The documentary creates an image of the Avery family as outcasts because they owned a salvage yard, lived on their own road named Avery, and they did not have the same level of education as other families. We are told by Reesa Evans, Steven’s appointed lawyer, that the Manitowoc County was primarily comprised of ‘working class farmers.’ Although the Avery family were business owners, owning one of the largest salvage yards in the county, it was perceived to not be an acceptable industry and therefore frowned upon. They did not fit in. They look...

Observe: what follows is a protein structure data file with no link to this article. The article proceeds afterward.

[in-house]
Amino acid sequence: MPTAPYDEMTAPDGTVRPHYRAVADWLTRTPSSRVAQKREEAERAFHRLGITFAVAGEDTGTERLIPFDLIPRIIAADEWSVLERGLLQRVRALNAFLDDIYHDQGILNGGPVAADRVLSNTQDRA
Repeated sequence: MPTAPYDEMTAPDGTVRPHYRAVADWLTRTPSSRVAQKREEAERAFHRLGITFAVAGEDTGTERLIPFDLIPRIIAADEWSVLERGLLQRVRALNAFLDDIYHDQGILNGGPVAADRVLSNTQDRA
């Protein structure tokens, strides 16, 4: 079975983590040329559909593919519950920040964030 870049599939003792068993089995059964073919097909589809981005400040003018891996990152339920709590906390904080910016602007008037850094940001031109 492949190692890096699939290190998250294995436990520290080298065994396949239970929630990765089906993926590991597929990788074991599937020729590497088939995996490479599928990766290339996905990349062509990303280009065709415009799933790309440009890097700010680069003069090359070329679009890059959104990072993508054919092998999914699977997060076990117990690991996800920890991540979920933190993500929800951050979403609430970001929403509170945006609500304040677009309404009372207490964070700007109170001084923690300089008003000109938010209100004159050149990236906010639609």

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...ery is being poorly treated because of his socioeconomic status, and the fact that he is different from everyone in the Manitowoc County. Steven was lied on, picked on, and accused of committing a crime he did not commit, all because he was looked down upon and viewed as being less of a person than everyone else in the community. Watching this episode invokes an emotion that is prevalent today with our justice system. Many minorities are falsely accused and falsely imprisoned due to personal vendettas from private citizens or members of the law enforcement. Many are disfranchised due to their socioeconomic status. There are many innocent men and women serving life sentences and on death row for crimes they did not commit. In the year of 2007, Devontae Sanford, who was just 14 years old at the time, was wrongfully convicted of a crime and sentenced 90 years in prison.
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